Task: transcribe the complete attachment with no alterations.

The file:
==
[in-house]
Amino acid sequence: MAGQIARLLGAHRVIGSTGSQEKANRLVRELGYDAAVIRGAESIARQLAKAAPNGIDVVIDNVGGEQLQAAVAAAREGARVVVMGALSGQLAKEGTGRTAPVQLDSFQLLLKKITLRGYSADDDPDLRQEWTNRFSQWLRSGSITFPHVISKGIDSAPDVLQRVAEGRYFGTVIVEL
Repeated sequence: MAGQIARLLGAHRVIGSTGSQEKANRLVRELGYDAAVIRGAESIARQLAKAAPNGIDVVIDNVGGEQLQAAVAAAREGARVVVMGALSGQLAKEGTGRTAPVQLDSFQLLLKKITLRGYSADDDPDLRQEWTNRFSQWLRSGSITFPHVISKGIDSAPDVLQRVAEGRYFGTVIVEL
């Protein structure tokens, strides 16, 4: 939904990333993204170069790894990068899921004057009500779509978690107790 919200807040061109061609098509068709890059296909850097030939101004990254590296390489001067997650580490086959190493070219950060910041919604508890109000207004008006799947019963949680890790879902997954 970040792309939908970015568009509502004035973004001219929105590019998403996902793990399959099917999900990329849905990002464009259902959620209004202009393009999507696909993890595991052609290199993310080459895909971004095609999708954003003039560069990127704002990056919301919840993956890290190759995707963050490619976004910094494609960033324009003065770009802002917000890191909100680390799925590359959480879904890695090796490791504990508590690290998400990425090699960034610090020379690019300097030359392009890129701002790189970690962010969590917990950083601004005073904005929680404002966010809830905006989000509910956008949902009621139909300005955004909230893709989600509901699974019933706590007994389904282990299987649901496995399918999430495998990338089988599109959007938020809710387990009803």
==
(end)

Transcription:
[in-house]
Amino acid sequence: MAGQIARLLGAHRVIGSTGSQEKANRLVRELGYDAAVIRGAESIARQLAKAAPNGIDVVIDNVGGEQLQAAVAAAREGARVVVMGALSGQLAKEGTGRTAPVQLDSFQLLLKKITLRGYSADDDPDLRQEWTNRFSQWLRSGSITFPHVISKGIDSAPDVLQRVAEGRYFGTVIVEL
Repeated sequence: MAGQIARLLGAHRVIGSTGSQEKANRLVRELGYDAAVIRGAESIARQLAKAAPNGIDVVIDNVGGEQLQAAVAAAREGARVVVMGALSGQLAKEGTGRTAPVQLDSFQLLLKKITLRGYSADDDPDLRQEWTNRFSQWLRSGSITFPHVISKGIDSAPDVLQRVAEGRYFGTVIVEL
């Protein structure tokens, strides 16, 4: 939904990333993204170069790894990068899921004057009500779509978690107790 919200807040061109061609098509068709890059296909850097030939101004990254590296390489001067997650580490086959190493070219950060910041919604508890109000207004008006799947019963949680890790879902997954 970040792309939908970015568009509502004035973004001219929105590019998403996902793990399959099917999900990329849905990002464009259902959620209004202009393009999507696909993890595991052609290199993310080459895909971004095609999708954003003039560069990127704002990056919301919840993956890290190759995707963050490619976004910094494609960033324009003065770009802002917000890191909100680390799925590359959480879904890695090796490791504990508590690290998400990425090699960034610090020379690019300097030359392009890129701002790189970690962010969590917990950083601004005073904005929680404002966010809830905006989000509910956008949902009621139909300005955004909230893709989600509901699974019933706590007994389904282990299987649901496995399918999430495998990338089988599109959007938020809710387990009803």